Then a new group showed up on the scene — an Iraqi Air Force officer and his airmen — and brought order to the crowd.

“He was with some of his troops and he formed like a little perimeter around us with his guys — I want to say maybe eight or 10 guys — who were protecting us from this angry mob and got us over to his jeep,” said Wetzel.

The officer saw to it that the two pilots were safely delivered onto H-3 and to the infirmary, where they were given medical care until the following morning, when they were taken to Baghdad.

H-3 Airbase

General Layth Muneer was a seasoned veteran of the Iraqi Air Force. As a fighter pilot, he had spent the early years of his career training in Pakistan and Iraq on both American and Russian-made platforms including T-37s, F-86s, and MiG 21s and 23s. He also served on flight missions for allied countries like India and Egypt. In 1991, he was serving as commander of H-3, an Iraqi air force base about 300 miles west of Baghdad in Al-Anbar Governate.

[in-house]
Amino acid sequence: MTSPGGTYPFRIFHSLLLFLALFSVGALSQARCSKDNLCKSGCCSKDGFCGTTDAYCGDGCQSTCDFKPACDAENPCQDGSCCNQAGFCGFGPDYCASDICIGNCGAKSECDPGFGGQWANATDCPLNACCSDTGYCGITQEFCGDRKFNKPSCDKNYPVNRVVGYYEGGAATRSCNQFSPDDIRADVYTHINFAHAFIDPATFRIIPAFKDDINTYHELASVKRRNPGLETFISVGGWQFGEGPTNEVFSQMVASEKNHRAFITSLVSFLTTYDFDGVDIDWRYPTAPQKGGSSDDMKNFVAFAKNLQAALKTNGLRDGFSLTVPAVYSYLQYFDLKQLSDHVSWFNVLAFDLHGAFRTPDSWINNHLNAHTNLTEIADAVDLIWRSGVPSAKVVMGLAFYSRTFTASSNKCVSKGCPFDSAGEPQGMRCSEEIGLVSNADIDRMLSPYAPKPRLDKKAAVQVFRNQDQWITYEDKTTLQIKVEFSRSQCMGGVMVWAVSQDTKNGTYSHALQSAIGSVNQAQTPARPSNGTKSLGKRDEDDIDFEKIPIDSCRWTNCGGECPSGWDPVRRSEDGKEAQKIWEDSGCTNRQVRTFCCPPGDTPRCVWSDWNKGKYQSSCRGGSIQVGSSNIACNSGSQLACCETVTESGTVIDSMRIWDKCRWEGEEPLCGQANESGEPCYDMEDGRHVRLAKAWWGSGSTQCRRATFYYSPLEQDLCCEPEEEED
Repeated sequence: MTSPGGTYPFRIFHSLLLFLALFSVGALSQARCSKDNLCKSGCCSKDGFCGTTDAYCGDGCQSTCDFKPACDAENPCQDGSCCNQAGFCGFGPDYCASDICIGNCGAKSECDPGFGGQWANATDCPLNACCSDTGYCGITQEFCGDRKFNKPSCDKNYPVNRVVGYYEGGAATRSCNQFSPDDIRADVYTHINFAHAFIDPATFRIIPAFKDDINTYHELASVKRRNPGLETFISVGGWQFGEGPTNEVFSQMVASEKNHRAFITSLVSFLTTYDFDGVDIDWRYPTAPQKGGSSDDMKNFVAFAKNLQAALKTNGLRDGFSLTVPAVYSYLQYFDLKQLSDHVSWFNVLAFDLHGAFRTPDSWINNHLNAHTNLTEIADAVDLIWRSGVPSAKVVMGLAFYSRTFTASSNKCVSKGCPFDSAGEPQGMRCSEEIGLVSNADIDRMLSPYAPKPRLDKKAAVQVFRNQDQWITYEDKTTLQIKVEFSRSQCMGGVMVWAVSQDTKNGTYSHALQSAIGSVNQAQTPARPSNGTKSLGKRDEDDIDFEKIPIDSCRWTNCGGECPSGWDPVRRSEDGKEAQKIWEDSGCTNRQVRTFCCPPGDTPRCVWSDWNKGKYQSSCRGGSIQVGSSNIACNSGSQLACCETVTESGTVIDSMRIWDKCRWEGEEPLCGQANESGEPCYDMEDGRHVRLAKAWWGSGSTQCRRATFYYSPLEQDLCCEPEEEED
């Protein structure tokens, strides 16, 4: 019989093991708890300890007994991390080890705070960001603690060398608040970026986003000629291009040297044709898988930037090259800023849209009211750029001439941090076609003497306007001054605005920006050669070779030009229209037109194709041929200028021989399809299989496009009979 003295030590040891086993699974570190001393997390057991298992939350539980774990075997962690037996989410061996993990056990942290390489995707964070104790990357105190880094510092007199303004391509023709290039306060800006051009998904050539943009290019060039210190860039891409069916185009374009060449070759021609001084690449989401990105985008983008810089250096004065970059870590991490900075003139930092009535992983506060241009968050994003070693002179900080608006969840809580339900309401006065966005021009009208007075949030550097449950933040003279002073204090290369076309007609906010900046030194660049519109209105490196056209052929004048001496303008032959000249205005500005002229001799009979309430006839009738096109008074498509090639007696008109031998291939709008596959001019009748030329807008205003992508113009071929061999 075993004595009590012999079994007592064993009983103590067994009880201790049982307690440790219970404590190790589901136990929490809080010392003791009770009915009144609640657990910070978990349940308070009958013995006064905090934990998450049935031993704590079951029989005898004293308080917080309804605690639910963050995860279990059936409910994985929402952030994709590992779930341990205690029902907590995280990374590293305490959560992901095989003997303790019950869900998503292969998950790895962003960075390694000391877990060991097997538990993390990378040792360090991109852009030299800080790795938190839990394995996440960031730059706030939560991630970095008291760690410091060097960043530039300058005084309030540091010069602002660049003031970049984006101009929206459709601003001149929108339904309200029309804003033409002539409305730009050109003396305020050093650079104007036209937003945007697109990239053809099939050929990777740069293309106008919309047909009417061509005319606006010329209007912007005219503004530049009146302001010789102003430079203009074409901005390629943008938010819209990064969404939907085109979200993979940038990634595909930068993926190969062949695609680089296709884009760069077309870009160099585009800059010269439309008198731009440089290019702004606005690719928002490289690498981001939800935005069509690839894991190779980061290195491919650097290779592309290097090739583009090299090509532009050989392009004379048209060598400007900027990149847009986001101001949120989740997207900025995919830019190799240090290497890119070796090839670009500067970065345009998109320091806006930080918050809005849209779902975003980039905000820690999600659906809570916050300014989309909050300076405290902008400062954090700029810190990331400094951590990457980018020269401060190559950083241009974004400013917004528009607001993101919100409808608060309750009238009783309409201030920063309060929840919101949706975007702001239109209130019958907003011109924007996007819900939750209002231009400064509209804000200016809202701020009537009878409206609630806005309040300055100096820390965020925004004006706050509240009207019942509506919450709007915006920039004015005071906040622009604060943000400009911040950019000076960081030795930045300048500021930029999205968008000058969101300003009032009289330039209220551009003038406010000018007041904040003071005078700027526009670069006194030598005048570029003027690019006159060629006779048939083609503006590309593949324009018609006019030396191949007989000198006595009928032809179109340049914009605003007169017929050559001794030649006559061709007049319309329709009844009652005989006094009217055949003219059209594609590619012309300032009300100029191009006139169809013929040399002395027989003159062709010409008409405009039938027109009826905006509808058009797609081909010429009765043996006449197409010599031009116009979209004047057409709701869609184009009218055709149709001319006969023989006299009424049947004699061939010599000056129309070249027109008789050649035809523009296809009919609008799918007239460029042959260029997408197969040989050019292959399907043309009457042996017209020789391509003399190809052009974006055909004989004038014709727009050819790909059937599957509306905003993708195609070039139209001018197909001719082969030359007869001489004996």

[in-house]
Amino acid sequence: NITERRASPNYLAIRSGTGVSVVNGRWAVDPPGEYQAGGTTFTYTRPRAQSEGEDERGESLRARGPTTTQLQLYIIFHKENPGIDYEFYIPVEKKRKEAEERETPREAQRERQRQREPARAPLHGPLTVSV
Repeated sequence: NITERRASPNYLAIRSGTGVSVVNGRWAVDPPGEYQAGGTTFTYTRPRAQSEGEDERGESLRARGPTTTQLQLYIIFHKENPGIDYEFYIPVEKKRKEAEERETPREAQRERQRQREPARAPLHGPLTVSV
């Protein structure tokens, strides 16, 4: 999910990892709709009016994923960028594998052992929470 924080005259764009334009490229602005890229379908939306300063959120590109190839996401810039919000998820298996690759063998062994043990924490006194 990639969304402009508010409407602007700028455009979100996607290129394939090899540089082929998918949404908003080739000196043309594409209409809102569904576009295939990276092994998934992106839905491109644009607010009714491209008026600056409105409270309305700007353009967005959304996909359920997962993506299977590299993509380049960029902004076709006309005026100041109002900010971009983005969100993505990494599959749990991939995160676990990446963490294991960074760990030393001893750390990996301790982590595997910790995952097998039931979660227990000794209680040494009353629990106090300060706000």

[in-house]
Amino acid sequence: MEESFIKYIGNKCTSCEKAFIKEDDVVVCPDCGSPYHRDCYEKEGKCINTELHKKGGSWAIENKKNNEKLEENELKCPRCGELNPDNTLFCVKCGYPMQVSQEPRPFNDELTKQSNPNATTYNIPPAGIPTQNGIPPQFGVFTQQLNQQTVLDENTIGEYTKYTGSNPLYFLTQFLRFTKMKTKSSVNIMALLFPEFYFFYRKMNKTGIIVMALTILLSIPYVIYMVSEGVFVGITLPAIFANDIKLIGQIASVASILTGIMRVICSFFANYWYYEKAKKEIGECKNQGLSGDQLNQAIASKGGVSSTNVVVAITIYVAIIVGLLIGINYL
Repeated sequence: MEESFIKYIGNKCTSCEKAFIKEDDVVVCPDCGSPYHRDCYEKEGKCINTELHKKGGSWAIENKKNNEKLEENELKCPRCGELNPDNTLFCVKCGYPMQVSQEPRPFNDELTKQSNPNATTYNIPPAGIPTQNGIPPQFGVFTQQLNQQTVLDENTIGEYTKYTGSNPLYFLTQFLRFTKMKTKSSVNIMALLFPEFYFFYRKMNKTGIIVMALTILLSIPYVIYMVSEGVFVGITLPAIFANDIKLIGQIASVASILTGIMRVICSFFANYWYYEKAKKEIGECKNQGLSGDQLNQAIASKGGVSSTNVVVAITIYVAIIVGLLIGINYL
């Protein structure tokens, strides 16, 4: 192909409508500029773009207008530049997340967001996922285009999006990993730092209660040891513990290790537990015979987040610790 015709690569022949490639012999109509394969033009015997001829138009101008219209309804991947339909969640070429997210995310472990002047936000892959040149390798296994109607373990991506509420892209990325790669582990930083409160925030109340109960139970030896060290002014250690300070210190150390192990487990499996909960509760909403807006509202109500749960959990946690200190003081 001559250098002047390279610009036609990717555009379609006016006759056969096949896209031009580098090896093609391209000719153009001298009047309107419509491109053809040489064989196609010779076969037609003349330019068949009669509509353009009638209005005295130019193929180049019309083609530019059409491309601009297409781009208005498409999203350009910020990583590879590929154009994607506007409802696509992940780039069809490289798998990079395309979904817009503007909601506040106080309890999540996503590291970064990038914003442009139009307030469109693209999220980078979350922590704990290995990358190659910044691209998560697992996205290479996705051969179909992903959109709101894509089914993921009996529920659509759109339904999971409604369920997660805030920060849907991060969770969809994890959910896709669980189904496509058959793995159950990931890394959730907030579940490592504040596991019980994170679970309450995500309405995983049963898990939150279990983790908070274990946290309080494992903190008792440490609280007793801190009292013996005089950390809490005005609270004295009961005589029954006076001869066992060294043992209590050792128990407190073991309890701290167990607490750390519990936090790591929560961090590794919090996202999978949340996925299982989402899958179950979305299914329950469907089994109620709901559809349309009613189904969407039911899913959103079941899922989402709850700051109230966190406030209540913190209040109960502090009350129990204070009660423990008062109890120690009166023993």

When the attacking A-6 Intruders made their approach on Jan. 17, Muneer’s radar officer didn’t spot the aircraft until they were about four minutes out.

“I said, ‘Oh my God.’ Then I gave the order for all the weapons and missiles to be alert and on fire,” Muneer told Military Times.

Minutes later, the bombing began. From the officer’s mess to administrative offices, hangars to soldiers’ quarters, Muneer said coalition planes bombed nearly everything. The general and his airmen hid from the strikes in underground shelters, emerging only after the aircraft had passed.

Throughout the attack, Muneer’s airmen had been firing AAA and SAMs, including both Russian radar-guided missiles and the heat-seeking French Rolands that took down Wetzel and Zaun. H-3 had been mercilessly punished by coalition cluster bombs and missiles, but Muneer’s airmen kept fighting, and they kept thinking they had shot down enemy aircraft.